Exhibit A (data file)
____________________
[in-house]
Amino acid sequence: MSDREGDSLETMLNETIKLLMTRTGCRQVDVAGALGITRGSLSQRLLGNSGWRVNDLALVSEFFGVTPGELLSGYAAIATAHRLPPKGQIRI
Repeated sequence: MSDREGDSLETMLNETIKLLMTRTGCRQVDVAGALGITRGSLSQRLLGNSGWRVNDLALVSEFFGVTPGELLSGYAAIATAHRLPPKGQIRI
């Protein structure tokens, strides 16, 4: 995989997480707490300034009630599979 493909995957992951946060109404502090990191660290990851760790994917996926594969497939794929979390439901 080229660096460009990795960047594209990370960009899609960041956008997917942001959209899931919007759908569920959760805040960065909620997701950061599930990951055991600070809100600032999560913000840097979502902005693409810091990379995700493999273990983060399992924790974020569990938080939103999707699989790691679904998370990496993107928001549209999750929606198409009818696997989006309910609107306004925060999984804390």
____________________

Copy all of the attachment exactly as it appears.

[in-house]
Amino acid sequence: MSDREGDSLETMLNETIKLLMTRTGCRQVDVAGALGITRGSLSQRLLGNSGWRVNDLALVSEFFGVTPGELLSGYAAIATAHRLPPKGQIRI
Repeated sequence: MSDREGDSLETMLNETIKLLMTRTGCRQVDVAGALGITRGSLSQRLLGNSGWRVNDLALVSEFFGVTPGELLSGYAAIATAHRLPPKGQIRI
């Protein structure tokens, strides 16, 4: 995989997480707490300034009630599979 493909995957992951946060109404502090990191660290990851760790994917996926594969497939794929979390439901 080229660096460009990795960047594209990370960009899609960041956008997917942001959209899931919007759908569920959760805040960065909620997701950061599930990951055991600070809100600032999560913000840097979502902005693409810091990379995700493999273990983060399992924790974020569990938080939103999707699989790691679904998370990496993107928001549209999750929606198409009818696997989006309910609107306004925060999984804390």